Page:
Cautious carmakers are being blamed for the likely slow acceleration of the electrical-vehicle business and until then governments will need to promote these technologies until market dynamics take over the wheel.
The technology world has been embracing the electric vehicle idea like wildfire, with vehicles like the Tesla Roadster, which is due to go into production in 2011, sparking major interest. The Model S will carry seven people, last for 300 miles per charge and has an on-board charger that will work with any 120V, 240V or 480V outlet (a full charge can be achieved in 45 minutes from a 480V power outlet).
However, according to Gartner, the majority of traditional automakers are taking a careful but positive approach to the development of electric vehicles (EVs), according to Gartner, Inc. This cautious attitude is aimed at minimising infrastructure-related risks and maximising return from previous investments made to optimise combustion engines.
Gartner predicts that in industrialised automotive markets, battery-powered vehicles (that is, plug-in full-electric and plug-in hybrid electric vehicles) will represent 5pc to 8pc of all vehicles sold using various types of propulsion technologies by 2020.
Battery-powered vehicles will account for 15 to 20pc of all vehicle sales by 2030.
“Prospects for the successful development, launch and sale of EVs in industrialised global markets are maturing as a result of automotive industry and technology advancements, infrastructure developments, as well as societal and political trends,” said Thilo Koslowski, research vice-president at Gartner.
“These factors have the potential to lower costs for EVs, simplify the customer ownership experience and accelerate overall market adoption.”
Testing, testing …
To test EV market acceptance and prepare for a potential boost in EV production, virtually all global mainstream automobile manufacturers are planning to bring at least one EV model to market in the next four years; some plan to do so even sooner.
The growth in EVs is also opening the door to emerging vehicle manufacturers that specialise in the design, development and sale of battery-powered automobiles. Furthermore, the emergence of new supply-chain partners that provide engineering, powertrain components, testing and battery offerings continues.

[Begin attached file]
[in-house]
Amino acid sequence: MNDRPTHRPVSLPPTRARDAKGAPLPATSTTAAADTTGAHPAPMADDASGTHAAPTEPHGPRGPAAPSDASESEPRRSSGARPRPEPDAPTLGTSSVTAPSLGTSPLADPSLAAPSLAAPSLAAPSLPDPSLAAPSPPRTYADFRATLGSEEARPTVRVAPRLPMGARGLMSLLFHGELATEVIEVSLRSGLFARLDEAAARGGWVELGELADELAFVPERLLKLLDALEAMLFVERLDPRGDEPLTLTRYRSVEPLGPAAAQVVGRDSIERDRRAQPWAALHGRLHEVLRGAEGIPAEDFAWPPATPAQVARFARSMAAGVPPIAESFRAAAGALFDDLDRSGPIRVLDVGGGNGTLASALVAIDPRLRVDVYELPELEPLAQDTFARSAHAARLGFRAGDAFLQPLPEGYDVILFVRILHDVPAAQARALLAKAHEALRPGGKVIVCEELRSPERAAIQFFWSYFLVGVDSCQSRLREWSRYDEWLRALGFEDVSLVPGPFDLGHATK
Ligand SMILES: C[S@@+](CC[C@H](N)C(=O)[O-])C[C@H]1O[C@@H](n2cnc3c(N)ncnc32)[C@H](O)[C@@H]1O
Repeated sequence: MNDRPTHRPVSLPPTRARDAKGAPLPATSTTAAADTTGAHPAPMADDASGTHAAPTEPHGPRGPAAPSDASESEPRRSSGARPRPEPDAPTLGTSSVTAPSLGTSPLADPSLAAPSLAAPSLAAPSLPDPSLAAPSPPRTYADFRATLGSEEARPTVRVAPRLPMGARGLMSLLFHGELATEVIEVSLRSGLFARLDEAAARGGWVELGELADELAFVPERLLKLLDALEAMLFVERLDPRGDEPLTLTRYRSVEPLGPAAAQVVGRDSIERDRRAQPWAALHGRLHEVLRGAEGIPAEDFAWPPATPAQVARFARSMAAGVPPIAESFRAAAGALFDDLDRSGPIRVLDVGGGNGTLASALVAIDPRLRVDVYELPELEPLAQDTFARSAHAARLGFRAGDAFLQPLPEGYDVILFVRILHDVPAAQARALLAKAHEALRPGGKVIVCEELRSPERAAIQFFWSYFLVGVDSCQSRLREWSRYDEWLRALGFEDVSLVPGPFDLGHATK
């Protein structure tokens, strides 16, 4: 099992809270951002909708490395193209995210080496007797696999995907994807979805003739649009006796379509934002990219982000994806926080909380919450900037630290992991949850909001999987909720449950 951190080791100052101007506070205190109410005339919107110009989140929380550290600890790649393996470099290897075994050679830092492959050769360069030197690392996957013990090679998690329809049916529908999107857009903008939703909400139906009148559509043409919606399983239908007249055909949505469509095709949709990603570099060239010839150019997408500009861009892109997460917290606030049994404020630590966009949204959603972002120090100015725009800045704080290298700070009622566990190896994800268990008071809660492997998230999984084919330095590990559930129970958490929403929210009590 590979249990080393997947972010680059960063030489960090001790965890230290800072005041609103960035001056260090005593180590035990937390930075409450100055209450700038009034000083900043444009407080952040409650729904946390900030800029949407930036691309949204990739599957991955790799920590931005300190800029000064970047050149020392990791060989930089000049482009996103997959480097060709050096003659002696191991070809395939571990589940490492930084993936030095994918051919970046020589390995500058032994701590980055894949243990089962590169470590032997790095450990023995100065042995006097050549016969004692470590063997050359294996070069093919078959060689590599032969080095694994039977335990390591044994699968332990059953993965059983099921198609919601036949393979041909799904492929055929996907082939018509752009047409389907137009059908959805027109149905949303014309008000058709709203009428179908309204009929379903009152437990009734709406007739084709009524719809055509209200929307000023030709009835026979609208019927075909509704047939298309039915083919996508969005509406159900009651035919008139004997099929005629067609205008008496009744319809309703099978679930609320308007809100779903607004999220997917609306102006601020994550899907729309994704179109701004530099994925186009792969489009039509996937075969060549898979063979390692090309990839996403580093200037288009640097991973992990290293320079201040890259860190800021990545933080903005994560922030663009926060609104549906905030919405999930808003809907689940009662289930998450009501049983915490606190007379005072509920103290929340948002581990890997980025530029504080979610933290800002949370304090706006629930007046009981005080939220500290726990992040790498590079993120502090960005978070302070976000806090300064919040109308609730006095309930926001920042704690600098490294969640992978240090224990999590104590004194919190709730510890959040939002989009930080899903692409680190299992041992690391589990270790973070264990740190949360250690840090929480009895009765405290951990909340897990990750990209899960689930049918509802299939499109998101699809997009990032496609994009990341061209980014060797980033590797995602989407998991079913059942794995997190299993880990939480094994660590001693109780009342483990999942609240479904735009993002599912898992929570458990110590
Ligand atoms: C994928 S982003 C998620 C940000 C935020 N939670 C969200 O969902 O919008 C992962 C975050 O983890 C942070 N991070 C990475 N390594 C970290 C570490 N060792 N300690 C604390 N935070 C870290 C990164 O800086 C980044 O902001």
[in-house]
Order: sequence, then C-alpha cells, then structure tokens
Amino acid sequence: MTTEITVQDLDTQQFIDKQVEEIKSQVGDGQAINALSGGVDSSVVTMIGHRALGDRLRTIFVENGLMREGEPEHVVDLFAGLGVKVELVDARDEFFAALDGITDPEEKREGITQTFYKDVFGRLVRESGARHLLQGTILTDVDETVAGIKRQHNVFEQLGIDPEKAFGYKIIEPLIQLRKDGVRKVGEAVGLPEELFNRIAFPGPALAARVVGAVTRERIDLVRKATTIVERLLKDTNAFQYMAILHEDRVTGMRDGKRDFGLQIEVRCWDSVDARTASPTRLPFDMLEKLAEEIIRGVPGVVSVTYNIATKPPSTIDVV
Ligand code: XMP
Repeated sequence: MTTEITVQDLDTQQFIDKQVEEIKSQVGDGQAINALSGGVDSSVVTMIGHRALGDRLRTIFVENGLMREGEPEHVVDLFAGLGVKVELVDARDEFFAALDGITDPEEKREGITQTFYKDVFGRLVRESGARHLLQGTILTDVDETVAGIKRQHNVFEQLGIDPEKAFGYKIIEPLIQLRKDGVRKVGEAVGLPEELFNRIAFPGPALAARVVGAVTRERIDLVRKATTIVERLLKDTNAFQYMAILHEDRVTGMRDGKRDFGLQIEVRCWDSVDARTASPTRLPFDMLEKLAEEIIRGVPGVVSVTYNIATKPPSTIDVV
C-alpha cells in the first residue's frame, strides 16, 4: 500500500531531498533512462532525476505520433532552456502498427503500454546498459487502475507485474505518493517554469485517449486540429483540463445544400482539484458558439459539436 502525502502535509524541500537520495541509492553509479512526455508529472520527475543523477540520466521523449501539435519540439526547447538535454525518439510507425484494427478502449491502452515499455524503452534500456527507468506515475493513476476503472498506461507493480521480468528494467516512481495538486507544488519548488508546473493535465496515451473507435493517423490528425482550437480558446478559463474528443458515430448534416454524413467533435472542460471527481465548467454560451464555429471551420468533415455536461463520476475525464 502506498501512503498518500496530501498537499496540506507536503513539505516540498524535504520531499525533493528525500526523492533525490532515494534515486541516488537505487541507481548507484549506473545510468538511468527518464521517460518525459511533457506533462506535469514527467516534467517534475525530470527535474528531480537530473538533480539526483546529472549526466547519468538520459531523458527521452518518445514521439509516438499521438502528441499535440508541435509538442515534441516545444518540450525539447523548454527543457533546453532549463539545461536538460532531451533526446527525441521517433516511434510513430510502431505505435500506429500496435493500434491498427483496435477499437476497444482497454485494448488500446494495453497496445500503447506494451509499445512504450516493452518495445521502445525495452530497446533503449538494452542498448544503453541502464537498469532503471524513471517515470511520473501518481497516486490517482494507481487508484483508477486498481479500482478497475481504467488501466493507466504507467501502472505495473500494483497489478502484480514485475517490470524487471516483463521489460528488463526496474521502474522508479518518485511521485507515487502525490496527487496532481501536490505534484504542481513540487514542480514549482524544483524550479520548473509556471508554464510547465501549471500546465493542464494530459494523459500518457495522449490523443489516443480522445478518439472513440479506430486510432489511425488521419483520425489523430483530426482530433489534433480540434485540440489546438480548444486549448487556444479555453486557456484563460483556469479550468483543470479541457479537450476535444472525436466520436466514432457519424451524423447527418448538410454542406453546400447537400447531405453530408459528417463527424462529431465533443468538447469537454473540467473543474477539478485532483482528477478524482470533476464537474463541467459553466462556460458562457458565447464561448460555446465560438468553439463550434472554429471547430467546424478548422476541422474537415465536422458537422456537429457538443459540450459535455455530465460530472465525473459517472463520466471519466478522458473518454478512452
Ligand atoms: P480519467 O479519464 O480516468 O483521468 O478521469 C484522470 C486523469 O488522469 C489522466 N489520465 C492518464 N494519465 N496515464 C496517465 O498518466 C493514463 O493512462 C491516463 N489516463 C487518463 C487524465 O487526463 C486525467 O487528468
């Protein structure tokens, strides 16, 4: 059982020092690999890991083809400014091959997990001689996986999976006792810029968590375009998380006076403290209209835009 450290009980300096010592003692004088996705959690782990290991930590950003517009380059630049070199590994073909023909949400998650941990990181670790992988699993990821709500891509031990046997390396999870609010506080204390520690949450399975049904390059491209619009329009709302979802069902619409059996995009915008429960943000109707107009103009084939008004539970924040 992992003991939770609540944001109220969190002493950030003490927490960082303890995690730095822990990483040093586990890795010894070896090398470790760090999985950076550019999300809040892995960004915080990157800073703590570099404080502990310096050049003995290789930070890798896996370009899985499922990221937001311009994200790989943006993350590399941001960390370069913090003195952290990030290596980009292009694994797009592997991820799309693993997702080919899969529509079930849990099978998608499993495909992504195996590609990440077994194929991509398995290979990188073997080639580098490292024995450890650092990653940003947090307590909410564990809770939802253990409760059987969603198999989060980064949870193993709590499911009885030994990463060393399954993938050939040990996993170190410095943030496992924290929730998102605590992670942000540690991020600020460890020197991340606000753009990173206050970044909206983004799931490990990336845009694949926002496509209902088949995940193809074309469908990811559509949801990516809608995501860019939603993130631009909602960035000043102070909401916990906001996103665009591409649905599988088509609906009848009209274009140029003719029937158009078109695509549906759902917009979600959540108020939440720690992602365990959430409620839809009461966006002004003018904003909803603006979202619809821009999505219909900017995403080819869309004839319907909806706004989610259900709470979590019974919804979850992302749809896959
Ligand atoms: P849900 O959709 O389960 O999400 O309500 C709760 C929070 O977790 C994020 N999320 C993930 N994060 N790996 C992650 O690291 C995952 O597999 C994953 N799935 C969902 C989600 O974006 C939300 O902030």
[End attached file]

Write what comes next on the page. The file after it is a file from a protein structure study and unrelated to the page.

At the same time, key technological advancements are prerequisites for creating dependable battery-powered vehicles in the future and include:
- Increased energy density for various chemical compositions in EV batteries and new powertrain designs with increased reliability.
- Advanced software control models (eg, for energy, battery and temperature management).
- Expanded standardisation efforts, such as the SAE J1772 initiative for standardising EV charging plugs, which is likely to be adopted by most OEMs this year.
Infrastructure developments require massive investments to provide users with a seamless transportation experience for battery-powered vehicles. To this end, infrastructure efforts need to accomplish new forms of collaboration between vehicle manufacturers, energy providers, charging service providers and vehicle owners.
Gartner predicts that EV brokers will play a critical role in achieving this required collaboration aimed at simplifying EV ownership, but brokers’ business models will need to adapt to a changing value chain over the next five years.
Societal and political trends
Consumer awareness about the operational costs of passenger vehicle ownership and the desire to meet environmental objectives has grown steadily in developed countries over the last three years in response to rising awareness about global warming, higher fuel costs and vehicle emissions. At the same time, regional governments have also increased their financial support for EV development.
Gartner predicts that governmental support for EV and other alternative propulsion technologies will continue until competitive market dynamics are strong enough to ensure sufficient momentum.
Governments will also play a vital role in enforcing the standardisation of critical technology elements that will accelerate infrastructure deployments.
For example, governments could require that automakers make battery-charge information available to other companies in order to develop reliable charging solutions and manage electric grid requirements.
By John Kennedy
Photo: The Tesla Roadster.
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